What kinds of Zen are there?
Forms of Zen can be classified in a number of different ways: by school, by region of China, by country, by period, by speed.
Schools in Zen are largely matters of lineage: dharma heirs of particular masters are said to belong to a school named after the master. Soto is the Japanese pronunciation of a Chinese blend Caodong of the names of two founding teachers: Caoshan Benji and Dongshan Liangjie. Rinzai is Japanese for Linji, a teacher of the 9th century.
Regions of China: Zen of the lineage stemming from 7th century teacher Datong Shenxiu is called the Northern school and that stemming from Dajian Huineng the Southern school. The Northern school went into decline after 755CE.
Countries: Zen began in China, but soon spread to Vietnam, Korea, possibly Tibet, and later Japan. In these countries Zen developed anew, and so we often distinguish Chinese Zen (or Chan) from Japanese, Vietnamese or Korean Zen.
Periods: Zen has changed over time, just like the people who have lived it, and the societies of which if forms a part. Periods of Zen in China are often labelled by the imperial dynasty, so we talk about Tang or Song Zen. In the Japanese context, periods are often named after non-imperial rulers, such as Shogun dynasties. Thus we talk about Kamakura Zen: Zen from 1192 to 1333.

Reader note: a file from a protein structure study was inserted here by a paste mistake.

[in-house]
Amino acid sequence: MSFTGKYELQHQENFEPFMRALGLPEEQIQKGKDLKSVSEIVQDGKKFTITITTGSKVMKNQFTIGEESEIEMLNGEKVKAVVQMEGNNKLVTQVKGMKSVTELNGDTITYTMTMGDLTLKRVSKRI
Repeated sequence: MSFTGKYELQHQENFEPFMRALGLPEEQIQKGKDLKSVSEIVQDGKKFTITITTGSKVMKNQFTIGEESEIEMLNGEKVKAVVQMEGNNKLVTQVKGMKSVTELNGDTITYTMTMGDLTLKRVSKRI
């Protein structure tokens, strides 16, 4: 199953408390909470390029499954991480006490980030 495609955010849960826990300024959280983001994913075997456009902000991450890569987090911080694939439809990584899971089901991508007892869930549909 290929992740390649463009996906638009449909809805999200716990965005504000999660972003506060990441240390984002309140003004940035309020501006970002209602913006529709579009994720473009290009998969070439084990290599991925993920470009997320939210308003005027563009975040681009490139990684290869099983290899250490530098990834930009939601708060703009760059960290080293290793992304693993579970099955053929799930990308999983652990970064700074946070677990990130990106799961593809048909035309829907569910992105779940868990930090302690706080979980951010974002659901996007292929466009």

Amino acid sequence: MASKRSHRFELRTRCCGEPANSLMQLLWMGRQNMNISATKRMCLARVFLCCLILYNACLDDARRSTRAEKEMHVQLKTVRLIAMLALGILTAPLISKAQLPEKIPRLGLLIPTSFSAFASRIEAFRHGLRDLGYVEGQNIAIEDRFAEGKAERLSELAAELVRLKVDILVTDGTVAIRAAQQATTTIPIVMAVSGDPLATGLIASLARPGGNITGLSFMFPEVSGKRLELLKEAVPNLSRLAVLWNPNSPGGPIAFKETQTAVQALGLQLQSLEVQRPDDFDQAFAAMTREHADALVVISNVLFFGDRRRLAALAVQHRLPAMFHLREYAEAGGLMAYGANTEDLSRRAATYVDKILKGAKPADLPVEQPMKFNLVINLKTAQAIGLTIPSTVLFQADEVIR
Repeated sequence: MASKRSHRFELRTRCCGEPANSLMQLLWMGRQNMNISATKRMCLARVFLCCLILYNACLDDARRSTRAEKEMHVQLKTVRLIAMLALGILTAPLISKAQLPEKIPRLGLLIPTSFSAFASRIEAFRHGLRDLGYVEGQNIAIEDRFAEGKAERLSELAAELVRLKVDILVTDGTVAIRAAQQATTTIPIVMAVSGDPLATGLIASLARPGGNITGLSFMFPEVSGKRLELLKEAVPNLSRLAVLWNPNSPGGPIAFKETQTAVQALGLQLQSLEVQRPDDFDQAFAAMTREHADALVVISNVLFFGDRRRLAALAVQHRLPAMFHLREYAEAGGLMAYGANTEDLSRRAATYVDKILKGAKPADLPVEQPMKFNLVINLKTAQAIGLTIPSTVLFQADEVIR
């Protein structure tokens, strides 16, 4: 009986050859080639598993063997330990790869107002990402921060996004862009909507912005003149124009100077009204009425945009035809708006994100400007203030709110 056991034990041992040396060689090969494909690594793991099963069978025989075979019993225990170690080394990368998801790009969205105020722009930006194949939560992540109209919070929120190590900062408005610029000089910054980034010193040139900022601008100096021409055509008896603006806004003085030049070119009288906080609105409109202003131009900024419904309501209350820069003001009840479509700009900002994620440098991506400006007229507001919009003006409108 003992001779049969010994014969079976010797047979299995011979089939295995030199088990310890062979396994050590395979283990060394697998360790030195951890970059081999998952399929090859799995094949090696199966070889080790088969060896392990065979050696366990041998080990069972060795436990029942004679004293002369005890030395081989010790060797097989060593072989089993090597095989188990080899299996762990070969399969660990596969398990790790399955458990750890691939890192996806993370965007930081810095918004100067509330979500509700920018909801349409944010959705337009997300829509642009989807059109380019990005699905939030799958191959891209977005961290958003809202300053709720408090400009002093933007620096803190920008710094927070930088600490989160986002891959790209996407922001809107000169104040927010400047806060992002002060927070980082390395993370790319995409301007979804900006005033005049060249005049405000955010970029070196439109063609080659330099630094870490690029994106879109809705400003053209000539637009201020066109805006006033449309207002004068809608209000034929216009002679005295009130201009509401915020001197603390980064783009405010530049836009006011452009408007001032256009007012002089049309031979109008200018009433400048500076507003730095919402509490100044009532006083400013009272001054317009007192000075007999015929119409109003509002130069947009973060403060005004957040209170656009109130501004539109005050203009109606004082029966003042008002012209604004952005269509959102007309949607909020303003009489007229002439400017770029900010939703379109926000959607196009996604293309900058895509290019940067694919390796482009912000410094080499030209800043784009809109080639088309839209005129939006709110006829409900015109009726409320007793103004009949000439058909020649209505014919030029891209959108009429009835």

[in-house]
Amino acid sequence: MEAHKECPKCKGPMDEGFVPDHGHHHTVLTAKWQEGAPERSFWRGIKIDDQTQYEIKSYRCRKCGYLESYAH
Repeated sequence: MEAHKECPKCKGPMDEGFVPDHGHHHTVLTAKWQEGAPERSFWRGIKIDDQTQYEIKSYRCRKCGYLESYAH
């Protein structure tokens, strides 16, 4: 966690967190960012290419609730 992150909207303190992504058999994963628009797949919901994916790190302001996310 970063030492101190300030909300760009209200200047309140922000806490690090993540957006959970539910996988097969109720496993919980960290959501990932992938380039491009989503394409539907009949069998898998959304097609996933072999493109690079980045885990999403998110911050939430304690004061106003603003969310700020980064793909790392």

Speed: from its earliest days, there has been a tension in Zen between those who claimed an instantaneous enlightenment vs those who referred to enlightenment as slower. So we sometimes hear of Sudden Enlightenment Zen vs Gradual Enlightenment. The Northern/Southern school split (see above) has on occasion in these terms. Today, some see this difference in Rinzai’s koan and kensho approach, as opposed to the less dramatic serene reflection Zen of Soto.